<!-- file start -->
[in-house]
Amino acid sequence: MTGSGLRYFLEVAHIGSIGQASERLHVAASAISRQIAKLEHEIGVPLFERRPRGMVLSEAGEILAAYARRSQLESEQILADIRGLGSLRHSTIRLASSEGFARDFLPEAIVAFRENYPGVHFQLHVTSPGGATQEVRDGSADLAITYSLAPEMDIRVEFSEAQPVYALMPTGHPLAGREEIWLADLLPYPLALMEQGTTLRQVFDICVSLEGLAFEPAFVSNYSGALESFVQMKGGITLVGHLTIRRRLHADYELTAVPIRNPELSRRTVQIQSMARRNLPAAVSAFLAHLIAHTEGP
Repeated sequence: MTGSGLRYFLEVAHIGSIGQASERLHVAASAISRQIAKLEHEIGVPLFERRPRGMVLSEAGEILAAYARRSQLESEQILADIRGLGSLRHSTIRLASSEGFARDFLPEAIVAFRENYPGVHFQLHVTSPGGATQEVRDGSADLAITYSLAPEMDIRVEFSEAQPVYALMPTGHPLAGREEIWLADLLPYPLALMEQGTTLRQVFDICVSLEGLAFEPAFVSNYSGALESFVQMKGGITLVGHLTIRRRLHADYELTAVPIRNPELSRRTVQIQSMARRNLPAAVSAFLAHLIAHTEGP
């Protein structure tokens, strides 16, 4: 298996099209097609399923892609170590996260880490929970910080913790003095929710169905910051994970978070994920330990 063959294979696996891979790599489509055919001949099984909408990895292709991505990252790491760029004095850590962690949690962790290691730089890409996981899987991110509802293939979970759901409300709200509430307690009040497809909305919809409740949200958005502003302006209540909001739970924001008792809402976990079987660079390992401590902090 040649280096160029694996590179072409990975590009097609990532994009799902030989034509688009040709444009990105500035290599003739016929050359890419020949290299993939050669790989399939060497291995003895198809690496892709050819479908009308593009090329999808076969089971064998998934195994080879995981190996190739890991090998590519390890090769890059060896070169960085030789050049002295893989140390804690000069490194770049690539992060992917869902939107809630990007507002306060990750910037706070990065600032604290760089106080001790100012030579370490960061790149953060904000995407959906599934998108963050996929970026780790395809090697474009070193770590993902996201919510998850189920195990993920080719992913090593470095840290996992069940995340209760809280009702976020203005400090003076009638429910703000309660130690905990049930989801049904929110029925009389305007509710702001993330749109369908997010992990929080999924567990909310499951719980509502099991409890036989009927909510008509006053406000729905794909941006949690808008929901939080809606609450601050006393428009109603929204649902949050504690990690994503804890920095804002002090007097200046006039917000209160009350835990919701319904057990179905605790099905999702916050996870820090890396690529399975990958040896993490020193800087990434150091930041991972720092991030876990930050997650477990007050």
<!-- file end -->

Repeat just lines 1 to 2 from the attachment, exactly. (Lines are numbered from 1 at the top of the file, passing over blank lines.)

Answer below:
[in-house]
Amino acid sequence: MTGSGLRYFLEVAHIGSIGQASERLHVAASAISRQIAKLEHEIGVPLFERRPRGMVLSEAGEILAAYARRSQLESEQILADIRGLGSLRHSTIRLASSEGFARDFLPEAIVAFRENYPGVHFQLHVTSPGGATQEVRDGSADLAITYSLAPEMDIRVEFSEAQPVYALMPTGHPLAGREEIWLADLLPYPLALMEQGTTLRQVFDICVSLEGLAFEPAFVSNYSGALESFVQMKGGITLVGHLTIRRRLHADYELTAVPIRNPELSRRTVQIQSMARRNLPAAVSAFLAHLIAHTEGP